“The pandemic in the world is not going to be controlled for multiple years,” he said. “It will be a decision each industry will make but I do think there are certain industries that it will be important to protect their workforce and other industries where it might be important to protect their customers.”

He estimated that the United States will have approved three or four vaccines before February and that two of those vaccines would be approved by the first of January.

Redfield said he expects that limiting crowd size and gatherings will remain the norm until the fall of 2021. CDC officials affirmed Wednesday that the agency is maintaining its warning against travel and combining households for Christmas and other holidays.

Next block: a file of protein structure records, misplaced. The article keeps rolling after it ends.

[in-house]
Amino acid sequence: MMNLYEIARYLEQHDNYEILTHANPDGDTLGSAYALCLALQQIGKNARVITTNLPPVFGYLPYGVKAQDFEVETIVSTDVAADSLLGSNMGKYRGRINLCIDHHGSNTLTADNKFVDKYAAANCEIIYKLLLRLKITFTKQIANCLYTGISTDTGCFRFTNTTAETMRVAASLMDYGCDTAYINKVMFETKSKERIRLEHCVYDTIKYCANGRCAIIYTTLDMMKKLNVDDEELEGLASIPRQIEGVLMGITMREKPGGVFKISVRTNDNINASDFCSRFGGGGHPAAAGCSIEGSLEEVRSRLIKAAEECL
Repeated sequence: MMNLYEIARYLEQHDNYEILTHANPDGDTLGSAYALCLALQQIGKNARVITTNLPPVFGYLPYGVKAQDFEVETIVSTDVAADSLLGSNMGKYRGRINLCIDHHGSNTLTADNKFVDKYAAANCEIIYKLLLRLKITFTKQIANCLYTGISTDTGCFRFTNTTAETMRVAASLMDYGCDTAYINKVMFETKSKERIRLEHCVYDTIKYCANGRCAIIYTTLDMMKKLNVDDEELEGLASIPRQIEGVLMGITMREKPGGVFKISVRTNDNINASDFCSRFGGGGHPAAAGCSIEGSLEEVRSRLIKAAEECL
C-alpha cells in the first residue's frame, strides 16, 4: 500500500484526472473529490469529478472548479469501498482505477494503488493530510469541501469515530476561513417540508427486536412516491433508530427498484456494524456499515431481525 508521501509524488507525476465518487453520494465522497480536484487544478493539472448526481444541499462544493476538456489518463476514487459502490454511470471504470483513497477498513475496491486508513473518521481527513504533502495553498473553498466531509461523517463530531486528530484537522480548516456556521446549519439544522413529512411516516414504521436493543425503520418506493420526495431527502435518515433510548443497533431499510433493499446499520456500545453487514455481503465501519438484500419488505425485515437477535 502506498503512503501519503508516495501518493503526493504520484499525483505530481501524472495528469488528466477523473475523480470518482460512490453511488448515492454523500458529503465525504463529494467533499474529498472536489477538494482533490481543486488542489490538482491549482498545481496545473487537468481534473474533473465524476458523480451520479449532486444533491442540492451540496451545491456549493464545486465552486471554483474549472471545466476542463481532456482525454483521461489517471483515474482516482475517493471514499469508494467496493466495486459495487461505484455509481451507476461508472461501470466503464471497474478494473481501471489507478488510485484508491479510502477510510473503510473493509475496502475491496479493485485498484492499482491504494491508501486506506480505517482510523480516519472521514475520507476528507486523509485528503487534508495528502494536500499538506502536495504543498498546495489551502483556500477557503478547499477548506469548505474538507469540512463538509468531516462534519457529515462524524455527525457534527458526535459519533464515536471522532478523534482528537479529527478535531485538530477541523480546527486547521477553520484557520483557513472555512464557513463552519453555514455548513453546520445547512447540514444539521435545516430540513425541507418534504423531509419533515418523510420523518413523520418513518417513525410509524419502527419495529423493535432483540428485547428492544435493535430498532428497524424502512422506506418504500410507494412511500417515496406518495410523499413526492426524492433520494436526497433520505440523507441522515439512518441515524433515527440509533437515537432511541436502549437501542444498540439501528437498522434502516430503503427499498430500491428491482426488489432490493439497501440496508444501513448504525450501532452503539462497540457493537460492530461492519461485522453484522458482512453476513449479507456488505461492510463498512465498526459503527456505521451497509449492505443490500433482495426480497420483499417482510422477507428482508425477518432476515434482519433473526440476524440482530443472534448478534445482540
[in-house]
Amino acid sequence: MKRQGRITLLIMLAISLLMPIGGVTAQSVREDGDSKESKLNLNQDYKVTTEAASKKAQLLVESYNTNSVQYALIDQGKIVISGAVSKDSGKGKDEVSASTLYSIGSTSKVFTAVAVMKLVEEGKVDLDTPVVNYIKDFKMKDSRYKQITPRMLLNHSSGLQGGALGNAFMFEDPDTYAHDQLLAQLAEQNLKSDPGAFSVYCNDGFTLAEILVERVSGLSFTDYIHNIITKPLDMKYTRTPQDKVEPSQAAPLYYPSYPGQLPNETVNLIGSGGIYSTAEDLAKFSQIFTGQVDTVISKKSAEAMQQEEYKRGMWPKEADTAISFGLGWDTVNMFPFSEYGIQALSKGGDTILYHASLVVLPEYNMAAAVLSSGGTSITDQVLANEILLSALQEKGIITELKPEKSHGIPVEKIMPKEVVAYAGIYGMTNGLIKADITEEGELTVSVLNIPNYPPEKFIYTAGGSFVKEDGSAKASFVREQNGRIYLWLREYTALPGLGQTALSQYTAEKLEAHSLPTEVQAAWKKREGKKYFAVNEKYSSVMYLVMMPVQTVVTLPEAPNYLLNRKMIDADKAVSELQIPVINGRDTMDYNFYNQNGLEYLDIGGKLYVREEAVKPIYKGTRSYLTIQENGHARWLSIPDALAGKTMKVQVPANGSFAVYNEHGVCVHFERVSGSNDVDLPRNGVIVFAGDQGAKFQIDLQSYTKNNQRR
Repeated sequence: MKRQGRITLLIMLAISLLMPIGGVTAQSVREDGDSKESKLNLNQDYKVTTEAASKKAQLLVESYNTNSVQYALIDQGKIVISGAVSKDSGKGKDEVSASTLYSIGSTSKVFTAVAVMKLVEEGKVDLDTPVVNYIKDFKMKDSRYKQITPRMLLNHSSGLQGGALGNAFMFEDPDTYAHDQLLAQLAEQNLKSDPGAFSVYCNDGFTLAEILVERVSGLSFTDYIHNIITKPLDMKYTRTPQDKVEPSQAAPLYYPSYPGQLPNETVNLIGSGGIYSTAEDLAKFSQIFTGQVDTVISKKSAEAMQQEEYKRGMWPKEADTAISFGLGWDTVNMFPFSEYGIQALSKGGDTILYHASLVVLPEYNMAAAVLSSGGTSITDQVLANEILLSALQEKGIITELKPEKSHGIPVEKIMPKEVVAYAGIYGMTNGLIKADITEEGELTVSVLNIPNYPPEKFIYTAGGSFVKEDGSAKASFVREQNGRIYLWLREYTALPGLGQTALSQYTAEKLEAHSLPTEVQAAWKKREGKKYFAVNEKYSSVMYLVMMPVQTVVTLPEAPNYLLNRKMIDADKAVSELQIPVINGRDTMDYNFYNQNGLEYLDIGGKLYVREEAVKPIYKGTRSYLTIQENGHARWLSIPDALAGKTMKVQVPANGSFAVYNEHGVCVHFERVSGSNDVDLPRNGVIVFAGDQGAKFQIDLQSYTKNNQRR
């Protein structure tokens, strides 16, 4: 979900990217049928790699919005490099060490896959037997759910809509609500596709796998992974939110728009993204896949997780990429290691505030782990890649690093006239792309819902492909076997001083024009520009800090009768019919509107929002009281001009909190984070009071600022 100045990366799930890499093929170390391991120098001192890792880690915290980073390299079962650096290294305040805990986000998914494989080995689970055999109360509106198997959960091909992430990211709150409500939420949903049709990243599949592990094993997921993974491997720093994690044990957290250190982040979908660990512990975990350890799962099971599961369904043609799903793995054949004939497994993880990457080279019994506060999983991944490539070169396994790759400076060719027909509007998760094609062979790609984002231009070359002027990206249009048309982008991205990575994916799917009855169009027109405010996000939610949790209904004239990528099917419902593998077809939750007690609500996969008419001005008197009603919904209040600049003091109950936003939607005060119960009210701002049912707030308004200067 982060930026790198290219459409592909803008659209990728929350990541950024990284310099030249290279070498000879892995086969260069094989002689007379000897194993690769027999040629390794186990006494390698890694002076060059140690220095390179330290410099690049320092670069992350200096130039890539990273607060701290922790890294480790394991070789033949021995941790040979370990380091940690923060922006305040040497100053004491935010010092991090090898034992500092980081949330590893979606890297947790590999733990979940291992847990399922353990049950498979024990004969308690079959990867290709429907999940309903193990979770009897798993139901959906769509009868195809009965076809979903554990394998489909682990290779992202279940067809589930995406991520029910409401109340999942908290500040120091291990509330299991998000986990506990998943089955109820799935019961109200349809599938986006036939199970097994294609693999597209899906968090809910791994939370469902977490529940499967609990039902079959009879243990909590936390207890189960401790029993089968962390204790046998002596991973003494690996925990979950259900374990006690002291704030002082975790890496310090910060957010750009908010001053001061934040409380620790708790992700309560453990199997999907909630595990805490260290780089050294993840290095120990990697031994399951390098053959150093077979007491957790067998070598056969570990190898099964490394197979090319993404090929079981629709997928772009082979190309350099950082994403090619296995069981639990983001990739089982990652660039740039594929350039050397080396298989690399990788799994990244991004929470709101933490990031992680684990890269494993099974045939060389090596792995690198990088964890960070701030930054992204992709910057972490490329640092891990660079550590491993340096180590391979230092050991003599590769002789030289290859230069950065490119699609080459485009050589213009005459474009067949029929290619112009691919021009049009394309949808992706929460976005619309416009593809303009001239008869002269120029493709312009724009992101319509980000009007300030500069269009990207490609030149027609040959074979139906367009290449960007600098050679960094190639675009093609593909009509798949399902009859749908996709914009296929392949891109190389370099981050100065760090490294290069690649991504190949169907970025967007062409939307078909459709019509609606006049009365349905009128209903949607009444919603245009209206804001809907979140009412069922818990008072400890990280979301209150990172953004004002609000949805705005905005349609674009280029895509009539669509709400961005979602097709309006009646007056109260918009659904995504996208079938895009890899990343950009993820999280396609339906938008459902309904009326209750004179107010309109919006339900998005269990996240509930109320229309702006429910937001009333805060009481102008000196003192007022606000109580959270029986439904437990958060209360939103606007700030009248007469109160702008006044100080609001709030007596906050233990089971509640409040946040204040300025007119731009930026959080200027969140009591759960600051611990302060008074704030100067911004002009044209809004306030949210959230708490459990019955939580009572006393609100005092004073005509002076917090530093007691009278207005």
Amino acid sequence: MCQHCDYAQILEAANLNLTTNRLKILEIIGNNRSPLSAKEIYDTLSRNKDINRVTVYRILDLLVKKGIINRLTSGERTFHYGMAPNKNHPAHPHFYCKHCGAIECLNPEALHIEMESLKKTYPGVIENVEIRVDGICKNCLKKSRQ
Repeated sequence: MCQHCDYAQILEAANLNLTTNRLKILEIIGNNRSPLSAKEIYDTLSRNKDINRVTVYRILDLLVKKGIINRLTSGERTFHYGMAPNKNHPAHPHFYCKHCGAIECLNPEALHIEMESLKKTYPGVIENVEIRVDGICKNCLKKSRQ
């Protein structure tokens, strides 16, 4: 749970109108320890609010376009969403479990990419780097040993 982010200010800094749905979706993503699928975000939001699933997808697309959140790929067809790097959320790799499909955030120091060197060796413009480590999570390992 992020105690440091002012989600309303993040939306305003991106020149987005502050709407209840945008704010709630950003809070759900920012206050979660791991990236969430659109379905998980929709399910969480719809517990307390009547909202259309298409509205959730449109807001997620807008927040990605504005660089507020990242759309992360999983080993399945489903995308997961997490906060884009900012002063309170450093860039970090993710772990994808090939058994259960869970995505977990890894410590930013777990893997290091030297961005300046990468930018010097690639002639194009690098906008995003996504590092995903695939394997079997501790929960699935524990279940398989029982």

“Cases are rising and the safest thing to do is to postpone holiday travel and stay home,” CDC Travelers’ Health Bureau Chief Cindy Friedman told reporters. “Travel volume was high over Thanksgiving and even if only a small percentage of those travelers were asymptomatically infected, this can translate into hundreds of thousands of additional infections moving from one community to another.” 

For anyone who might decide to travel, the agency recommends getting tested one to three days before the trip, and again three to five days after returning. Individuals should avoid nonessential contact with other people for seven days or more after their return, even if they receive a negative test.

“I just want to also point out that testing does not eliminate all risk,” Friedman said. “But when it’s combined with reducing nonessential activities, symptom screening and other precautions such as wearing masks and social distancing, it can make travel safer by reducing the spread of COVID-19.”